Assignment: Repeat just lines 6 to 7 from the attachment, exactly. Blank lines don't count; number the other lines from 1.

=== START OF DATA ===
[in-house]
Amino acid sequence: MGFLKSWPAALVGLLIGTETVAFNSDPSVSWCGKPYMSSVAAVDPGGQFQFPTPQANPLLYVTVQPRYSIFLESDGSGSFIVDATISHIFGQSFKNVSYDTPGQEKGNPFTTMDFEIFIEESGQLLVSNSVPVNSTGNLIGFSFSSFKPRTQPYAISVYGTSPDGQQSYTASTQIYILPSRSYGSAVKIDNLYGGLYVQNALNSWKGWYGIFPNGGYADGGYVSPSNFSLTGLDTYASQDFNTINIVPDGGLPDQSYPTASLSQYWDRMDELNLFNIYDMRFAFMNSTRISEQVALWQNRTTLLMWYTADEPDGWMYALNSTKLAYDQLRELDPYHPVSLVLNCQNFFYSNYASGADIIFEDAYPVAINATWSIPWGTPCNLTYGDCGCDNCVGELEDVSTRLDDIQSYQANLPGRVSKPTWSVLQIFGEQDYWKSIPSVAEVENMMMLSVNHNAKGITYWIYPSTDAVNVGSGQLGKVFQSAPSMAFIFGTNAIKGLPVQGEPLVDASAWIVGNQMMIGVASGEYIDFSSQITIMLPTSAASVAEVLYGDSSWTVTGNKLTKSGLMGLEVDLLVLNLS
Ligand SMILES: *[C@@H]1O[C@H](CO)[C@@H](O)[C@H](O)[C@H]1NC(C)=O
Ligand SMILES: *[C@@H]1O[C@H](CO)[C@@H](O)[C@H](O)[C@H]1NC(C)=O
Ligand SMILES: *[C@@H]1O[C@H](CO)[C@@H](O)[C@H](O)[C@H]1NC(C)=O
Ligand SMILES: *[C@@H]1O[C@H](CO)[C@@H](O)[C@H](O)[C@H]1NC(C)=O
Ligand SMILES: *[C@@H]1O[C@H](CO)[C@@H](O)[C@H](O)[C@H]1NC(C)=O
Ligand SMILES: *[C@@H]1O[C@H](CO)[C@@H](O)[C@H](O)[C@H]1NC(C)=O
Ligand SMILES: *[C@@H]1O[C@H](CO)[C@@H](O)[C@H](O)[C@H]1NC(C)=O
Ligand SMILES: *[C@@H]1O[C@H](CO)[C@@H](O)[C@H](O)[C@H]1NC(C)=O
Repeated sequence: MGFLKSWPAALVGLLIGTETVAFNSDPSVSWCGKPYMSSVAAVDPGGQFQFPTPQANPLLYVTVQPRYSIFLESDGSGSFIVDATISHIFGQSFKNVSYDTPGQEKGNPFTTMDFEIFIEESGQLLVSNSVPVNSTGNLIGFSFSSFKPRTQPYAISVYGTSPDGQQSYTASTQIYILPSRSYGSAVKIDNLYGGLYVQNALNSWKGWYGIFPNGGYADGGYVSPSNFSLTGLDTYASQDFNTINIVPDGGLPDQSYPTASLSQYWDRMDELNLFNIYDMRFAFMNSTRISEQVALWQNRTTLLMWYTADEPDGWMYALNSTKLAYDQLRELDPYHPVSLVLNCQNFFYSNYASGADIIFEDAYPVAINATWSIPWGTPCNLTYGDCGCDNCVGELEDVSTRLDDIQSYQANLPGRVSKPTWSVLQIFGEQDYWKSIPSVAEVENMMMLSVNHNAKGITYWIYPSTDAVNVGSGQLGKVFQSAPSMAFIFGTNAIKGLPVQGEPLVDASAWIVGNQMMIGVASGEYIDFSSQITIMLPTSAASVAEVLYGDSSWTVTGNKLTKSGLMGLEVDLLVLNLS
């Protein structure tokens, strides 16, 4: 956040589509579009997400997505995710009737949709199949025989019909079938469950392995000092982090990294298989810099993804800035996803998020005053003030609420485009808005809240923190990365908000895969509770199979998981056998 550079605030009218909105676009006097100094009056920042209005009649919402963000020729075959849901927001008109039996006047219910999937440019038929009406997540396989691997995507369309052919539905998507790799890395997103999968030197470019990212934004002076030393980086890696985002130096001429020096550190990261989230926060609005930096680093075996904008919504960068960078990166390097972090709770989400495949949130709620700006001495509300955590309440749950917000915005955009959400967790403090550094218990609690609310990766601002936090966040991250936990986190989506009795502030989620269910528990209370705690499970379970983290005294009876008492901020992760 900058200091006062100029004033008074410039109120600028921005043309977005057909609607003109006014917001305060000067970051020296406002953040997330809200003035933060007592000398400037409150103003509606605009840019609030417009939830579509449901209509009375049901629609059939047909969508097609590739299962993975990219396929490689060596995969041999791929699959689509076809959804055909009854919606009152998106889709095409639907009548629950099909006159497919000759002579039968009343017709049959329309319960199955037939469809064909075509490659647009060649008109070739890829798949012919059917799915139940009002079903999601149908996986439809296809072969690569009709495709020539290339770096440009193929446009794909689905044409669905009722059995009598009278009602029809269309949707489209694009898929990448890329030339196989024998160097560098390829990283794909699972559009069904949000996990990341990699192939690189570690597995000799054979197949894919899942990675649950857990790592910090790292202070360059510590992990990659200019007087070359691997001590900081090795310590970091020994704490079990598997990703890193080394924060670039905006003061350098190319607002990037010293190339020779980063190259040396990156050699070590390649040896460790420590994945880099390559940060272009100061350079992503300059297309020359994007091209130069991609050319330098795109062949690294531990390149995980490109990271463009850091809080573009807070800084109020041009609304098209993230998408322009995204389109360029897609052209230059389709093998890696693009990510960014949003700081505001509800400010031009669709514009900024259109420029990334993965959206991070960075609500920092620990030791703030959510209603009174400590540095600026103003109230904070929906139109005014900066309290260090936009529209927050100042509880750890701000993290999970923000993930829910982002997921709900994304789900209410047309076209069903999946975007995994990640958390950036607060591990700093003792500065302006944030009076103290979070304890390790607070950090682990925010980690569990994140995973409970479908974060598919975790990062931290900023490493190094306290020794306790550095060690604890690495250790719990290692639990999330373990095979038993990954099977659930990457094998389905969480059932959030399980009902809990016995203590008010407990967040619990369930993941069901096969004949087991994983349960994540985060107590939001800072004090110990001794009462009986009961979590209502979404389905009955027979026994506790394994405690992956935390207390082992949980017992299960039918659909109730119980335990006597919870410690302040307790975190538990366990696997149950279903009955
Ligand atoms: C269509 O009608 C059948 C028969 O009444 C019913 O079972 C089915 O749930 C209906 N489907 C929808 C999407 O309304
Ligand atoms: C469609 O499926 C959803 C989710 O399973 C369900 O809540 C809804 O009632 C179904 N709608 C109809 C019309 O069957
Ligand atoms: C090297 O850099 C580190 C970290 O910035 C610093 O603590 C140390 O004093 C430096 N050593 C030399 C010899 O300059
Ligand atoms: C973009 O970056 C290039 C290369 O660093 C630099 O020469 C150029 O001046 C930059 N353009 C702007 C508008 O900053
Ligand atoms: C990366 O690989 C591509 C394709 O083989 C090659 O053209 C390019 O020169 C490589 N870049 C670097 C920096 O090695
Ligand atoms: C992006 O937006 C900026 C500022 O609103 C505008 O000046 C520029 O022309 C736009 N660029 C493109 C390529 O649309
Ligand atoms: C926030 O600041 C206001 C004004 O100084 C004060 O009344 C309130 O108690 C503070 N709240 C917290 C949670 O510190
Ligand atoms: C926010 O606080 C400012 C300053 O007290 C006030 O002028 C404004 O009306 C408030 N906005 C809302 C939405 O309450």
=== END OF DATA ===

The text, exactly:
Ligand SMILES: *[C@@H]1O[C@H](CO)[C@@H](O)[C@H](O)[C@H]1NC(C)=O
Ligand SMILES: *[C@@H]1O[C@H](CO)[C@@H](O)[C@H](O)[C@H]1NC(C)=O